In collaboration with Alberto Duman (Artist, School of Art and Design, Middlesex University, London)
As speculation still fumes on the future impact of the 2012 Olympic Games on East London development and the so-called “London Legacy”, various pockets of this fluctuating area and its immediate surroundings are under a microscope, already at work to claim and reclaim their place in the midst of capital-driven schemes.
In parallel, the UK’s Localism Act of 2011 has been charged with regulating regeneration across the country. Whether or not this policy will yield appropriate action or not, its existence raises many questions for the multiple opportunities in which East London can move forward. If not a policy such as this, what other measures can be devised locally to counter grand plans and market tendencies?
Since winning the right to stage the Olympics, a strict code of branding policing and marketing management of its associated sponsors has swept London and the world. In its utmost overzealous care of the London 2012 names, words and images, it focused our attention on the immaterial equities of place distinction and identification that are at the heart of the cognitive capital market of a world-class city as a product as well as a producer.
Could we perceive a global city branding strategy to serve as a model for local associations, perhaps one adopted on a more qualitative and grassroots basis? We have used this mechanism to expose further realities facing the re-development of East London. In fact, some areas contain informal living and plots of land given way to squatter settlements and unknown demographic data.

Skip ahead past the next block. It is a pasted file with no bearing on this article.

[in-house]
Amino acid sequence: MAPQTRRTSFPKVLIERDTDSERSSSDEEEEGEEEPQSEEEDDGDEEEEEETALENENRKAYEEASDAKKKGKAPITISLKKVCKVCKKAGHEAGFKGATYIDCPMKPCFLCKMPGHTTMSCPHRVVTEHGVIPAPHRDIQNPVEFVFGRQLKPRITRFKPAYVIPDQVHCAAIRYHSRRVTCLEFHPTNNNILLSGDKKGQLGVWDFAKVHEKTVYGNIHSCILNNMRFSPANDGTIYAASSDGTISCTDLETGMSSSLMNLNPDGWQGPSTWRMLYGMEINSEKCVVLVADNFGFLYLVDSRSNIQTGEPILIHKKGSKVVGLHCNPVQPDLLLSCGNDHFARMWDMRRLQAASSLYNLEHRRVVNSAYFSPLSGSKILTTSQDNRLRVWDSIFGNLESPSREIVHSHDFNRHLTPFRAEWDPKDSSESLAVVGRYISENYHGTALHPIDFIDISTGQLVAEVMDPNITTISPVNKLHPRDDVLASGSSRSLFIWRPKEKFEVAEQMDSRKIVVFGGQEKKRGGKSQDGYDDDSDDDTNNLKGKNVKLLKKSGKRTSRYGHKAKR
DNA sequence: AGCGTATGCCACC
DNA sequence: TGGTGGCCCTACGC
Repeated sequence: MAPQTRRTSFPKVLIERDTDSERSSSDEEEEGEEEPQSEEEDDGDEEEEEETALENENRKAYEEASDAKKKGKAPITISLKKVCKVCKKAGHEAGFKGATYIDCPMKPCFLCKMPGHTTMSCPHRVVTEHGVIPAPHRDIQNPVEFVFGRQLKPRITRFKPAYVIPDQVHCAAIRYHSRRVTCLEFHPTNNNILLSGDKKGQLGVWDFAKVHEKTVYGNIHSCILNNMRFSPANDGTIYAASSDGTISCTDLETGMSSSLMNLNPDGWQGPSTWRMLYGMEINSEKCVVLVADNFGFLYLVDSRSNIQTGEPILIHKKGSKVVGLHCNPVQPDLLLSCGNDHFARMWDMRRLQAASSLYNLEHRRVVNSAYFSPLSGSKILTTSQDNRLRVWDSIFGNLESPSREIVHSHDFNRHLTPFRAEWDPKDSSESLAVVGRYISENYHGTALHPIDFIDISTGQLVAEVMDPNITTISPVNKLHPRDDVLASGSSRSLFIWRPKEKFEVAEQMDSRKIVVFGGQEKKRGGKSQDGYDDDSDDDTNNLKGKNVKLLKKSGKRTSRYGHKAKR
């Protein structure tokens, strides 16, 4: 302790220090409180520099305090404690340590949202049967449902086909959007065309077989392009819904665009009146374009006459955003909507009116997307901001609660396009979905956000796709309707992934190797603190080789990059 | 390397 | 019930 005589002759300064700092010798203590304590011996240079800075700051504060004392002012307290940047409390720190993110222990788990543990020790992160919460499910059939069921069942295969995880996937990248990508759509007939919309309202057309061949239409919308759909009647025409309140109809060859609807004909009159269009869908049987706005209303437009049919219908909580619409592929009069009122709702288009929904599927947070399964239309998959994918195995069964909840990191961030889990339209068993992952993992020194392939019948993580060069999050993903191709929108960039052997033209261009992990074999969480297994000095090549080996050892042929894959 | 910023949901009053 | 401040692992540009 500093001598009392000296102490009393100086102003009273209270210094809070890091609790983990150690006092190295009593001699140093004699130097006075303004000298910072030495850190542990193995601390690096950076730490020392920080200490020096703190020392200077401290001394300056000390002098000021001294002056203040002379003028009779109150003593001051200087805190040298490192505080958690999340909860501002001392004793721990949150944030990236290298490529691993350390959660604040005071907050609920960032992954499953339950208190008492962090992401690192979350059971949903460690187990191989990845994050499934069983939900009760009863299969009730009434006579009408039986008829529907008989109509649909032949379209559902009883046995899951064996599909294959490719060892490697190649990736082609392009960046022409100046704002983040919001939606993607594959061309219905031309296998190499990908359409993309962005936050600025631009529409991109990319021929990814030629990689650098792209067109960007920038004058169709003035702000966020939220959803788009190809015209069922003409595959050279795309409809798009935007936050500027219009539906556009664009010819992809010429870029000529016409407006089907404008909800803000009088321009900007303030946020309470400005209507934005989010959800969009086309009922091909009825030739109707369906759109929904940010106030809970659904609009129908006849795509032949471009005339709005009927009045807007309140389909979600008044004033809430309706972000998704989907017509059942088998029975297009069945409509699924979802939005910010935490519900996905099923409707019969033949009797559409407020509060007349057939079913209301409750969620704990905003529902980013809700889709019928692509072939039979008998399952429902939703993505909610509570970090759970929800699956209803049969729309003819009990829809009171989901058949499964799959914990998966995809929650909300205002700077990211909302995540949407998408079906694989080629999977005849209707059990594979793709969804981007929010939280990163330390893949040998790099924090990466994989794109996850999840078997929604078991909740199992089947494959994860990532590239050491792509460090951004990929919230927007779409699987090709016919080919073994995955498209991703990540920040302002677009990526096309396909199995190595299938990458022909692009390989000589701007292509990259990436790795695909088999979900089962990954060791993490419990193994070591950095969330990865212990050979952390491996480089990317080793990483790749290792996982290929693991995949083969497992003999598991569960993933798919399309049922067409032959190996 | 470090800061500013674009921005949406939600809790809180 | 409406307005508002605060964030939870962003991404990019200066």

What will become of these patches and what can alternative thinking lend to the ways in which these pockets can resist irreversible change?
London summerLab has investigated these issues of mega-event impact alongside local reactions to government policies with an agenda to immerse participants into the realities of various communities in East London.
With planned visits to new landmarks of East London (the Olympic Park and the Emirates Cable Car), neighborhood journeys, and citizen input, the workshop will experiment with considerations of localized “branding”, critical social interventions and design strategies at various scales and output types.
During the workshop new methodologies for community resilience and ways of practicing design that is more opportunistic and uncertain rather than assumed and object-driven were explored.